51 Federal Communications Law Journal 263 (1998)
Both the United States and the countries that comprise the European Union have previously imposed limits on tobacco advertising. These restrictions prevent tobacco companies from advertising on broadcast television. Recently, the European Union adopted a new proposal that would expand restrictions by phasing out press and billboard advertisements, and prohibiting tobacco company sponsorship of sporting events. It seems certain that advertising interests in Europe will challenge the new proposal as a violation of freedom of expression. An analysis of the European Convention on Human Rights reveals that these challenges should ultimately succeed since the restriction on commercial speech is more restrictive than necessary and should be narrowed to allow truthful cigarette advertising targeted at adults. The situation should prove informative for the United States since the courts of the European Union and the United States have reached similar conclusions regarding limitations on commercial speech.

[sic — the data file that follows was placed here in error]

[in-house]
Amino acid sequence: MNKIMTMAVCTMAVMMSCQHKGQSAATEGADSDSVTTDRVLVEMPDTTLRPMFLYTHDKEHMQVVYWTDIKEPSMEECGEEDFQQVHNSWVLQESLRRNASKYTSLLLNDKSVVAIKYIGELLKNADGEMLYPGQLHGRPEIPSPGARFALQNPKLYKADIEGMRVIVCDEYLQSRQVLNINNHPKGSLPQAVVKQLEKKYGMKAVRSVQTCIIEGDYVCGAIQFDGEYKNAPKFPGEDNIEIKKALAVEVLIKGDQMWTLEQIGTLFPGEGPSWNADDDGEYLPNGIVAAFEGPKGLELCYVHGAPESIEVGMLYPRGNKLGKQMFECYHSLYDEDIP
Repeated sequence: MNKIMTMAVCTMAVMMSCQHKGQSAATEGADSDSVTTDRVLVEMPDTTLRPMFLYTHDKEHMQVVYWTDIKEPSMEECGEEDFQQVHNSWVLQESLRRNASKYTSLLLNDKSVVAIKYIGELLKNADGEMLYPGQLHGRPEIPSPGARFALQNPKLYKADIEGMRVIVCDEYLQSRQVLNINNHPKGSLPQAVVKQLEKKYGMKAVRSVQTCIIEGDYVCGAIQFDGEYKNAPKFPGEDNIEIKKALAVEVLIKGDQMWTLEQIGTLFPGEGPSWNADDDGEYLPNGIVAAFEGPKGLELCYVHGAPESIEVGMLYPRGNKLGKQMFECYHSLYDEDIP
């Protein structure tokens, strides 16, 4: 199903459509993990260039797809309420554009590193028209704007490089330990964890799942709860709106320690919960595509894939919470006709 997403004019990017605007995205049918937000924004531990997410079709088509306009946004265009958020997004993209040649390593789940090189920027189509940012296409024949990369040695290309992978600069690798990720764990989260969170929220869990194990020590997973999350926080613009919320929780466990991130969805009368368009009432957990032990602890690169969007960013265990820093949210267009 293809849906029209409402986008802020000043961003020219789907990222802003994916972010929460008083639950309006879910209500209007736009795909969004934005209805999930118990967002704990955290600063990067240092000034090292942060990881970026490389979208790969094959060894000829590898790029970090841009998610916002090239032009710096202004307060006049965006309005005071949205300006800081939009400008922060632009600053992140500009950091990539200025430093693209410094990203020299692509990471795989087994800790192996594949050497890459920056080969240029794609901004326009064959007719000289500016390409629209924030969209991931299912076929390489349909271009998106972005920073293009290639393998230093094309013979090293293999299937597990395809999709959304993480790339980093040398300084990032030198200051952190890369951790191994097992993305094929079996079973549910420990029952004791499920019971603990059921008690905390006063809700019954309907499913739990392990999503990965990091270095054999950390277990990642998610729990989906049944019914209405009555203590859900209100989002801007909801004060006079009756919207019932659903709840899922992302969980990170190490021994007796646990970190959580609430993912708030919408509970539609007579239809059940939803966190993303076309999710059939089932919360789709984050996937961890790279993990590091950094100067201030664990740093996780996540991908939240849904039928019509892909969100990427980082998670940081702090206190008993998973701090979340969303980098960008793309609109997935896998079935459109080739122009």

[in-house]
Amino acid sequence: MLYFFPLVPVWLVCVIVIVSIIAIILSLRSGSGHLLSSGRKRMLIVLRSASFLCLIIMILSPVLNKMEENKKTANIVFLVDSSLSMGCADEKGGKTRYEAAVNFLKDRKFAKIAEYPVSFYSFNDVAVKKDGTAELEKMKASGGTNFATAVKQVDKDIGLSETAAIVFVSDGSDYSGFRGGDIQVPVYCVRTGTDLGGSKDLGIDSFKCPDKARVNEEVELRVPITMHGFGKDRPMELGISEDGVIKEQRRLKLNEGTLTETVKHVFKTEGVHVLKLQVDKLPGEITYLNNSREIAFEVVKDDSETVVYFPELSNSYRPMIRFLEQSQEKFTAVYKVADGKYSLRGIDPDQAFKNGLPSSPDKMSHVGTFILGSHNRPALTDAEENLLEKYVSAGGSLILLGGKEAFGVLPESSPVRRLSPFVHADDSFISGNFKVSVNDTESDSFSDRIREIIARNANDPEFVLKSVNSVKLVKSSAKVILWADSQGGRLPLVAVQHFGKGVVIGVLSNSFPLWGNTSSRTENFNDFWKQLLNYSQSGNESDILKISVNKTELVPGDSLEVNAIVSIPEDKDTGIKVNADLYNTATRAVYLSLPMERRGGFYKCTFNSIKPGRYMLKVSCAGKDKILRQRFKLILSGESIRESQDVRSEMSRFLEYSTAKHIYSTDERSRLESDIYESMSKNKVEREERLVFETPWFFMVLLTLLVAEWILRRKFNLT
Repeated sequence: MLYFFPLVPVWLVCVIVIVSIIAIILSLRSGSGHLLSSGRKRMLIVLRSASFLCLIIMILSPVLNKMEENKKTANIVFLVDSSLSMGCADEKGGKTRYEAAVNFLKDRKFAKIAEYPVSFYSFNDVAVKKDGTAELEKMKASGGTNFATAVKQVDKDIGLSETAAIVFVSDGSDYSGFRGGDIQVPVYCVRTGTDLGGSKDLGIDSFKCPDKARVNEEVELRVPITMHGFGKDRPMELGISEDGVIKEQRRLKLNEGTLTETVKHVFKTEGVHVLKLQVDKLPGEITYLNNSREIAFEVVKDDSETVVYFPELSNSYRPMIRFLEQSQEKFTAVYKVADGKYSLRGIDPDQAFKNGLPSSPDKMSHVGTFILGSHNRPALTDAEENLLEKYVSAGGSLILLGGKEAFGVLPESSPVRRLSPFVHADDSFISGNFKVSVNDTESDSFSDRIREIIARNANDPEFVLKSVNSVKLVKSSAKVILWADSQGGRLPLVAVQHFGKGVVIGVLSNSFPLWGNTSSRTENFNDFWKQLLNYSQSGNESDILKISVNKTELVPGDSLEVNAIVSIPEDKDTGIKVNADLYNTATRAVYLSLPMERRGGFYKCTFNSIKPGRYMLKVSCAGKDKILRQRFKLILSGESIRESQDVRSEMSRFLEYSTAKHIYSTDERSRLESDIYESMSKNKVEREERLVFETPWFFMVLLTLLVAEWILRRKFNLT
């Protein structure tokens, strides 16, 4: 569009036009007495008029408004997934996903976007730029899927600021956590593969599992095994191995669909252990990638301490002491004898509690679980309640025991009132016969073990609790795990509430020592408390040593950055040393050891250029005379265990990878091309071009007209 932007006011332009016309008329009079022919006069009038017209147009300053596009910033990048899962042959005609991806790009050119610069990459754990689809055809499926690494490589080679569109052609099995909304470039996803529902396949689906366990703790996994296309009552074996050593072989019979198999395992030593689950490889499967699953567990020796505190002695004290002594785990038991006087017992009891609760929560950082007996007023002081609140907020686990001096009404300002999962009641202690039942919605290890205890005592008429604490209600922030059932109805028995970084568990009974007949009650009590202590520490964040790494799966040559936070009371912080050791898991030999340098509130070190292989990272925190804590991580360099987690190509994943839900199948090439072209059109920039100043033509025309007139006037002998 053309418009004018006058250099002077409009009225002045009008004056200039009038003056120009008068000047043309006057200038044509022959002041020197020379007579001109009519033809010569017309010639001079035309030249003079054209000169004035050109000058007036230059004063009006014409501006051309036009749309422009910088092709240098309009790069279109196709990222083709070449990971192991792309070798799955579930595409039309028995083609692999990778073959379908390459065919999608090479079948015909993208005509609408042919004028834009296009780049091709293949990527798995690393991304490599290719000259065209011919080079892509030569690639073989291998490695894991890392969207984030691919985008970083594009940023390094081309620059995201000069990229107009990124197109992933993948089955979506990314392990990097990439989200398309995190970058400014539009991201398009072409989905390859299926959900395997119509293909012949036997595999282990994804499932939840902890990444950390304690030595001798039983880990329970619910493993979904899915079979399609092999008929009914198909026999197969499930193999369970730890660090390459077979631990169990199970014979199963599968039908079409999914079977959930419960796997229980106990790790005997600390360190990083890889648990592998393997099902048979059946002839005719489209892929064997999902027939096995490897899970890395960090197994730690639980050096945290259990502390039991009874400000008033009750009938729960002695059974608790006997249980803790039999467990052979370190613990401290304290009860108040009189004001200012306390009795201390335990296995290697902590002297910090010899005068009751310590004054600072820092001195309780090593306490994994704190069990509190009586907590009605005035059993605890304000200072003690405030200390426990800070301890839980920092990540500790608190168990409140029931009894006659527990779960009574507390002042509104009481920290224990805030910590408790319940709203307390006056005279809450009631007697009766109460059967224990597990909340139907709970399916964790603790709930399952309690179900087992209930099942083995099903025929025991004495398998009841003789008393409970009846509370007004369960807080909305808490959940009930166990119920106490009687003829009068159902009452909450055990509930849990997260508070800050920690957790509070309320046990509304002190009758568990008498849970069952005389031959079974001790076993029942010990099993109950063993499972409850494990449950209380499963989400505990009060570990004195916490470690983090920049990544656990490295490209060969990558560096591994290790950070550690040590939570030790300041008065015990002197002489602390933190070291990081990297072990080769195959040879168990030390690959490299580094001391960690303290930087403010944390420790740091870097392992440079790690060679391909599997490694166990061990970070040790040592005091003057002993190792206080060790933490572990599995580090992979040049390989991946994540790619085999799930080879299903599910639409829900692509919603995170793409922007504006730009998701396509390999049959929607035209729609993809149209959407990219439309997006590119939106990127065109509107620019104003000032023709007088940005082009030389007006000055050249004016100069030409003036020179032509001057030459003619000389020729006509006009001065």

Rich, J. Steven
"Commercial Speech in the Law of the European Union: Lessons for the United States?,"
Federal Communications Law Journal:
1, Article 7.
Available at: http://www.repository.law.indiana.edu/fclj/vol51/iss1/7